This is the first short story in my collection 14 DARK WINDOWS.You can get it in its entirety if you download the free sample for Kindle, but I thought that maybe some people who don't do Amazon or have a Kindle might want to read it. I wrote it a long time ago as a contest entry where the first sentence and six additional words were given and you constructed a story around them. Enjoy!
“All the King’s Horses, and all the King’s men, couldn’t put Humpty together again!” Grandpa finished the rhyme and closed the book. “Well, Billy, what else would you like to do?”
Billy loved his grandfather. Grandpa always had time for a story, a game, or to simply talk. “I’ll do whatever you want to do, Grandpa.”
* * * * *
You can read the rest of this story by clicking this link or by going to "Stories" on the menu above and choosing "Grandpa."
You can buy 14 DARK WINDOWS at Amazon by clicking this link: 14 DARK WINDOWS
* * * * *
As you may or may not have noticed, I have not published anything...ANYTHING...in 2016. It's not for a lack of things to publish. I currently have four works ready to go. They are, in no particular order, ODD MAN OUT, RECIPROCAL EVIL, THE NEVER ENDING NIGHT, and finally, DEAD OR ALIVE. Most are novella-length; RECIPROCAL EVIL is a bit over 50,000 words, while ODD MAN OUT clocks in at about 33,000. I think that both DEAD OR ALIVE and THE NEVER ENDING NIGHT are around the same length: approximately 27,000 words.
I have been writing. I have a YA novel finished called THE SEVEN CITIES OF GOLD: CIBOLA which is about 53,000 words. I am about 68,000 words into an untitled end-of-the-world novel which was inspired by Hugh Howey's WOOL. I'm working on a longer vampire novel which would follow DEAD OR ALIVE and a horror story set in a fictional town called Addison Falls. I've also been tinkering with a series that I started with my son a couple years ago, called THE NINE KEYS. The first of that series is basically finished, and it is something around 68,000 to 70,000 words in length. The second is about 20,000 words at this point and has a long way to go. I also started a space opera novel but that's stalled out at around 17,000 words at the moment.
Covers are done for three of the four ready-to-go works, editing and formatting are done for all four. So what's the holdup, you might ask (assuming that "you" are reading this and are interested in reading what I'm writing)?
I haven't been selling much (okay, I really haven't been selling anything!) and I need to do something different. One option is to give up. Or keep doing what I've been doing, which involves tossing up my writing, offering it for sale, and having no one actually find any of it.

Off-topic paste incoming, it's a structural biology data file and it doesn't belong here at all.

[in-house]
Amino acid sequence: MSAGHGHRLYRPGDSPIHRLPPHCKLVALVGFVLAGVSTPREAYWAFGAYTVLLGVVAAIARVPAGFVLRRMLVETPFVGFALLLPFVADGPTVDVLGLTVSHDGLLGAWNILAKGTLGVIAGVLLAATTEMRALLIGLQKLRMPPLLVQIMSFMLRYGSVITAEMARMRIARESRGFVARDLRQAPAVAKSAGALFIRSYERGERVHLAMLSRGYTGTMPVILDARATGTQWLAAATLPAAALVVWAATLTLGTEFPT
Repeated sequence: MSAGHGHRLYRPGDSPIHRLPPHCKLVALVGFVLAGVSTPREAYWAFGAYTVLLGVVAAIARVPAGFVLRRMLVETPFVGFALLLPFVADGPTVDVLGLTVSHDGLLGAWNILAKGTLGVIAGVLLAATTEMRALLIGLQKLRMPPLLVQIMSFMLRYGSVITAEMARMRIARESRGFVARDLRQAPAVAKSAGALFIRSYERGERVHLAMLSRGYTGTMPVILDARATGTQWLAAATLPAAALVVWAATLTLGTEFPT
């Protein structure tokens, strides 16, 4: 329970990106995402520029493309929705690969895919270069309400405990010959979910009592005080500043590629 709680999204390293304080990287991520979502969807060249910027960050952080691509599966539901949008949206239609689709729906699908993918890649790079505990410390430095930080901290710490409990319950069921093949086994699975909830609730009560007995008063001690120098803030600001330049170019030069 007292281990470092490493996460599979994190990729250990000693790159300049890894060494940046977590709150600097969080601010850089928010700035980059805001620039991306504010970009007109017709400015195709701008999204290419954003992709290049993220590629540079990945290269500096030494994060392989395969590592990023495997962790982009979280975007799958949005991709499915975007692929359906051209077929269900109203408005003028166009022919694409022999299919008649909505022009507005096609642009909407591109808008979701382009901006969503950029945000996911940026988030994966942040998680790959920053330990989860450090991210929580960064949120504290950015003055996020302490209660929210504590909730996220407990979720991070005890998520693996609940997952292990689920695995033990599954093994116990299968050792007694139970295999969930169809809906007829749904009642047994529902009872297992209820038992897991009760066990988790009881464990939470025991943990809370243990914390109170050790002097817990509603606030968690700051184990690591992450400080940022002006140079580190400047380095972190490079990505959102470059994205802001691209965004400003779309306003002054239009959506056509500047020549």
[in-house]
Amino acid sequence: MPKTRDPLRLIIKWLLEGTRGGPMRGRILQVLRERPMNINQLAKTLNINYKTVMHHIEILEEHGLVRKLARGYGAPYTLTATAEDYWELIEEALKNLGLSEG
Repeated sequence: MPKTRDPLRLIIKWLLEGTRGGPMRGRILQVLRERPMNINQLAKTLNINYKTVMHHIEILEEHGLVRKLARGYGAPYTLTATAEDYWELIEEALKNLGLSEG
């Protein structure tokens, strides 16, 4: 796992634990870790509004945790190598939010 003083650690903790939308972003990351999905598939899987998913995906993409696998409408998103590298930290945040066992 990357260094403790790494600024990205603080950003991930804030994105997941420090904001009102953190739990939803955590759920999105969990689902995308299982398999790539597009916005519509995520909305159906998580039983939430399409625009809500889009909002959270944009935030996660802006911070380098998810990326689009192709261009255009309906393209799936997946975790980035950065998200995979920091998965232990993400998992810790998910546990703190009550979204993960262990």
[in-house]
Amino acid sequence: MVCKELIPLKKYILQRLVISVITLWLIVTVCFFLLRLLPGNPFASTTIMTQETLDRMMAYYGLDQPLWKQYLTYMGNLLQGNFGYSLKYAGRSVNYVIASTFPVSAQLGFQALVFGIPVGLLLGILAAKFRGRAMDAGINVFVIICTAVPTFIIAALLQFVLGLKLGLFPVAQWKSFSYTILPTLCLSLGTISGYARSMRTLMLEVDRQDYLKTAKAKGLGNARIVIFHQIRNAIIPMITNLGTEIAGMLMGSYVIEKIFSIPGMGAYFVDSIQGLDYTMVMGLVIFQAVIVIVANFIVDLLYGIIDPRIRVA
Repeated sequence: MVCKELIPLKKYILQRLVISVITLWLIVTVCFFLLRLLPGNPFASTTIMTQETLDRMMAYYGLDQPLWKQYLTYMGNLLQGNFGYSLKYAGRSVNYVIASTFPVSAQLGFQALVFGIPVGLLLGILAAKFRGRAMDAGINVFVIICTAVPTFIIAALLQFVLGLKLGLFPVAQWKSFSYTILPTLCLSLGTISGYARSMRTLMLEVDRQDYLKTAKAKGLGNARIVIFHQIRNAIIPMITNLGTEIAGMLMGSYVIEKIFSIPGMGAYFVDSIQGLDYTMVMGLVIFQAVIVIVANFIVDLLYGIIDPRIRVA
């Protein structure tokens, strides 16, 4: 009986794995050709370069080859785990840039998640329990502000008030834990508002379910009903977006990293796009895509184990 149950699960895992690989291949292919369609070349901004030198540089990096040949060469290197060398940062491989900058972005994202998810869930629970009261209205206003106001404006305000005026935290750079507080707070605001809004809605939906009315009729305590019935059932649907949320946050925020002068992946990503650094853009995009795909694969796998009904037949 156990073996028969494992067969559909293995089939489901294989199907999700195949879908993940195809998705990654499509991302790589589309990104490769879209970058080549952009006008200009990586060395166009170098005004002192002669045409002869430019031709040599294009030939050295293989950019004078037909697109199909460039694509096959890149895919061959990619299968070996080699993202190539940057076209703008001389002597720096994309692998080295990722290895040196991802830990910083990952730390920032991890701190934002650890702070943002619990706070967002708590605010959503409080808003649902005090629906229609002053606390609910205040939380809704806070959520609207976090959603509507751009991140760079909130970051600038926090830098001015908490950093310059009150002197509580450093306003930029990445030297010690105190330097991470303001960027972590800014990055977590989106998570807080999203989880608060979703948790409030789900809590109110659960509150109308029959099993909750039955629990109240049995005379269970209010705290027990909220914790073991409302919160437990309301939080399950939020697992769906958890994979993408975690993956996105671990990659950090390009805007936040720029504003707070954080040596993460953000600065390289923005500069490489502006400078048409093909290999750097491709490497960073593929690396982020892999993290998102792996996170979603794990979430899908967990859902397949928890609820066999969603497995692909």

The second option is to try to form a better foundation. So far I have only published ebooks and only at Amazon. So, my foundation is this blog/website, my Amazon author page, and my Facebook page. I have, like, 64 followers on Facebook. Not enough. And depending on Facebook to get the word out is a crapshoot. When I look at how many people view my posts on my Scott Dyson page there, often it's like 7, or 13, or at best low 20's. So of those 64 people, only a small percentage even SEE my notifications when I publish. Without paying FB to show the post to more people, I guess that's about the best one can do there.
I am thinking of doing Instagram, just for my cover photos. I have thought about taking down my collections and publishing the individual works for free on Wattpad, but after looking around there, I didn't have much luck finding a lot of stuff I wanted to read. I went specifically looking for my friend Steve Moore's work there, and I didn't find it with their search functions. So I wonder how effective that will be for what I write.
I try to "network" with other writers as much as possible. I will promote authors' works (assuming they are something I like and read) here on these pages, with FB posts, and in any other way that comes up, and I have a few author-friends who have helped me out as well. But I don't think our audiences cross over very much, or at least what I write is not necessarily of interest to their audiences. I read so broadly and across so many genres that I am happy to promote their stuff; even more, I WANT to suggest and recommend good reads to my friends. I think that maybe if I could network with some horror authors, it would work better. I have tried with a couple, but they don't seem interested in reciprocating.
But the biggest thing I want to do is set up a mailing list. And I don't really know how to go about it. I mean, signing up is easy. And it seems that putting the widget on the website is not a big challenge either. But most authors I've spoken to who use mailing lists effectively offer a free work, and all I have are mobi's of my works. I'd certainly be willing to offer one or both of my short story collections, or even one of my novellas, for free as an incentive to sign up for the list, but as I have not used any of the software (Vellum, Sigil, Calibre) that apparently can generate ebooks in various formats, I don't know how to get these files to give away.